Hepatitis B virus was once considered hyper-endemic in Saudi Arabia [12]. The estimated prevalence of HBV in healthy blood donors ranges from 2.7% to 9.8% [6, 12]. Similarly, the results of this study also indicate that of the apparently healthy blood donor in Qassim region, 0.42% was positive for hepatitis B virus markers. This prevalence for HBV markers is lower than that reported in the Eastern region (6.7%), the southwestern region (5.4%) and to the estimated overall prevalence in Saudi Arabia. Numerous surveys have shown that there is marked regional variation in the prevalence of HBV [8-11] and this is affected by several factors including the size of the population, the number of beds and the specialty of the hospital. The distribution of HBV worldwide shows variations depending on geographical location. In China, 1.4% of blood donors were reported to be positive for HBV. [14] High rates of chronic infections were also found in the Indian subcontinent, as 2% to 5% of blood donors were estimated to be infected. [15] In Europe, the prevalence of HBV in blood donors ranged from 0% to 5.2%, and in the United States the prevalence ranged from 0.4% to 1.0% among blood donors [16, 17].
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Assessment of blood donors’perception in a hospital blood bank and their intention for future donation

Assessment of blood donors’perception in a hospital blood bank and their intention for future donation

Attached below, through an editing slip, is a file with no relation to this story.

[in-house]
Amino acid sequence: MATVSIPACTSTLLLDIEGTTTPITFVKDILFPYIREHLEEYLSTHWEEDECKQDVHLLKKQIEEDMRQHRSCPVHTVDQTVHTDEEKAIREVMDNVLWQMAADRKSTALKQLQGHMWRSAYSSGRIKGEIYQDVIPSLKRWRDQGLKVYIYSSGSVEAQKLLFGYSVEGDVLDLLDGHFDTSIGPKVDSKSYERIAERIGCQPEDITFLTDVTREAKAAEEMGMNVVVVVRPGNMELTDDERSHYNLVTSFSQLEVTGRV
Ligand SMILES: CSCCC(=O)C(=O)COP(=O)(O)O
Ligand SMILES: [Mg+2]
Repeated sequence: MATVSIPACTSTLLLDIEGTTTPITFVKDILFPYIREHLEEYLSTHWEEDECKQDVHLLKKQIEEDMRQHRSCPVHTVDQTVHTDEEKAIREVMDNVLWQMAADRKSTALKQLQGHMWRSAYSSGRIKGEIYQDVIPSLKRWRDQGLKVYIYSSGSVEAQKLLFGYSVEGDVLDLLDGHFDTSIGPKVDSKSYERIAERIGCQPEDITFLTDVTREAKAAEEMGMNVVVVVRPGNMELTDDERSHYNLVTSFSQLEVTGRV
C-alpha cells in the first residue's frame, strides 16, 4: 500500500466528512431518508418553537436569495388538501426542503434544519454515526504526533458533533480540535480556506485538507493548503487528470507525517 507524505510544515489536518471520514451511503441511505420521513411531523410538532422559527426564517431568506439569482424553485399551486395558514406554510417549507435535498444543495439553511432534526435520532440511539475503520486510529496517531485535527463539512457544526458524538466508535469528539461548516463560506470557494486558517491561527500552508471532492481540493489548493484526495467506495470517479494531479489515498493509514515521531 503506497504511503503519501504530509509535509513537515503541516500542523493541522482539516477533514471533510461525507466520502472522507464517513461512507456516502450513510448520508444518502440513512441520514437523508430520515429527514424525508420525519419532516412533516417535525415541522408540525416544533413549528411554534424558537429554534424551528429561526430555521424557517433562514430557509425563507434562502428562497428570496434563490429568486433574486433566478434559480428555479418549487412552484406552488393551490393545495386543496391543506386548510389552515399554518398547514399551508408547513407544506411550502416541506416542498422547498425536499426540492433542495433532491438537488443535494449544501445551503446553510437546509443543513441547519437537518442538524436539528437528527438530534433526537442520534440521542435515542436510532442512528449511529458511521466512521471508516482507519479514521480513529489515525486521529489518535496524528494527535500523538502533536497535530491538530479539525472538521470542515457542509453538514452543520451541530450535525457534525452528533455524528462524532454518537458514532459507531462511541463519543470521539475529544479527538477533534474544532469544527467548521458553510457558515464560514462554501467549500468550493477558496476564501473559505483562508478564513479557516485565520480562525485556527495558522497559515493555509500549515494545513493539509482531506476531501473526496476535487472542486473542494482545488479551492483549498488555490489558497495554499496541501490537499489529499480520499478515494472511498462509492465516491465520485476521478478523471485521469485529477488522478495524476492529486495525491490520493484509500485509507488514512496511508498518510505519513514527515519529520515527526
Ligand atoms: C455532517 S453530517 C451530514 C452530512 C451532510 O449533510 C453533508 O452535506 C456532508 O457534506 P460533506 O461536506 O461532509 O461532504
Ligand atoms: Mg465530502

including developing countries like India blood donors belong to a minority community (Ahuja and Saluja, 2009). blood, more life,” this was the theme for World Blood Donor Day 2011 on the 14 of June to emphasize the critical need for more people all over the world to become lifesavers by donating blood regularly. Based on reports from 173 countries to WHO, around 93 million blood donors are donating annually (Buchner-Daley et al., 2013).Donation of blood has always been considered as a humanitarian act and a positive behavioral phenomenon. By and large blood donors can be categorized broadly as -Voluntary Blood Donors, Replacement Blood Donors, and Professional Blood Donors. These categories are based on the behavioral patterns of the do (Dhara and Dinesh, 2012). There are various barriers to donating blood that influence the behavior of people towards blood donationsuch as cultural beliefs in some ethnic groups, socio-economic factors, their knowledge or lack of knowledge with regards to blood donation and other issues